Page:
Wales team: Five takeaways from ‘ruthless’ Warren Gatland’s ‘bold’ selection calls to face France in the Six Nations

Jared Wright
Wales head coach Warren Gatland, captain Dafydd Jenkins and centre George North.

Wales head coach Warren Gatland, captain Dafydd Jenkins and centre George North.

Warren Gatland has made a few surprising selection calls for the Six Nations clash with France at the Principality Stadium this weekend.

Wales are winless so far in the tournament, falling agonisingly close to Scotland (26-27) and England (16-14) before being soundly beaten 31-7 by Ireland.

Looking for a first win against an underwhelming French outfit, Gatland has made two changes in his forward pack, plus a positional switch, as well as a pair of changes in the starting backline.

Here are our takeaways from the matchday 23 that Gatland has picked for the crunch encounter.

Gatland shows his ruthlessness again

The experienced New Zealander is not shy about making bold selection calls, just ask Brian O’Driscoll, and he has shown his ruthlessness once again.

Gatland picked an incredibly young squad for this Six Nations but has backed experienced players in some of the key positions, notably in the centres. Nick Tompkins started all three fixtures, and George North partnered him in the latter two.

However, for the fourth match, he has opted to change tactics and has dropped Tompkins and North not just from the starting lineup but from the matchday 23 entirely, effectively reducing the cap tally in the starting team by a whopping 117 Tests.

Generally, it is a bold call to replace both of your starting centres for a big Test match, but it is made even bolder as Joe Roberts earns just his second cap ahead of North, who earned his 120th last time out.

There is a changing of the guard in the Wales Test set-up, and this is a clear indication of just that. However, considering how comfortable France have been in extended periods of possession, it is certainly a risky tactic to drop two key decision-makers in defence.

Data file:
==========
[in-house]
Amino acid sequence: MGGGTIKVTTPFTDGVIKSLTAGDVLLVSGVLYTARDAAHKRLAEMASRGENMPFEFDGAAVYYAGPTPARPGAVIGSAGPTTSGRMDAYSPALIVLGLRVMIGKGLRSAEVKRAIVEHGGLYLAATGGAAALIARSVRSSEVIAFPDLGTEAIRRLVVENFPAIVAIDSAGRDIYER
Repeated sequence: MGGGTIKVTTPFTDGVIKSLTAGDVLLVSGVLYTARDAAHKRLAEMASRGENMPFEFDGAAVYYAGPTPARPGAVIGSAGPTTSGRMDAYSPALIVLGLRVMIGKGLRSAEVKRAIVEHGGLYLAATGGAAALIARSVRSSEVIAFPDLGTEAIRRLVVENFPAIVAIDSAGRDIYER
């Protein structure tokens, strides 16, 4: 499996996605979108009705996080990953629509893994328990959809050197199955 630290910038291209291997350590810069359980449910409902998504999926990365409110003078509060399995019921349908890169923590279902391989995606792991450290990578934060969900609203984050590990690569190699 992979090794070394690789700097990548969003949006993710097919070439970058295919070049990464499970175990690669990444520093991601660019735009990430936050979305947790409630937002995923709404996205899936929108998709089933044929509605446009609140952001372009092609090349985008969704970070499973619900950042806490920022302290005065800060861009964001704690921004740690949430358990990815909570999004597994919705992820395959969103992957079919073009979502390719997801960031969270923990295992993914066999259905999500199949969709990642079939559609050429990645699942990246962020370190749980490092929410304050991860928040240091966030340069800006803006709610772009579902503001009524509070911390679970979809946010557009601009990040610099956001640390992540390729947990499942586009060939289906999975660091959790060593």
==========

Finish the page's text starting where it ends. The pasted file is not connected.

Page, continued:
Deserved opportunities

In the same vein, Owen Watkin and Joe Roberts certainly deserve their opportunity and have been backed to shine as they combine in the centres for the first time.

The pair have been in solid form for Ospreys and the Scarlets this season and have clearly been applying the pressure on the head coach to earn their chance.

23-year-old Roberts is undoubtedly a bright talent and could have a long-term future in the centres for Wales. A fine outing up against France and possibly their world-class veteran Gael Fickou would do him the world of good.

“There are a few changes to the team this week as there are some players that deserve an opportunity,” Gatland said when announcing the squad and while Roberts and Watkin obviously fit in that category, Ryan Elias’ elevation from the bench to the starting XV seems more a second chance.

Elias started the opening game against Scotland, but with Wales’ lineout struggling in that fixture, winning just 55% of his lineout throws, he was dropped to the bench for the next two games.

But with Gatland upping the ante and naming three locks in his starting XV and the additional lineout jumper of Aaron Wainwright, Elias has been given another chance to shine and has been equipped with the tools to succeed.

His ability around the park is unquestionable, and perhaps that also influences Gatland’s thinking. He has been a reliable thrower in the past.

Learnings from the Italians

Garland and his coaching staff will have had a close look at Italy’s 13-13 stalemate with France in round three of the Championship as they devised their plan to topple Les Bleus.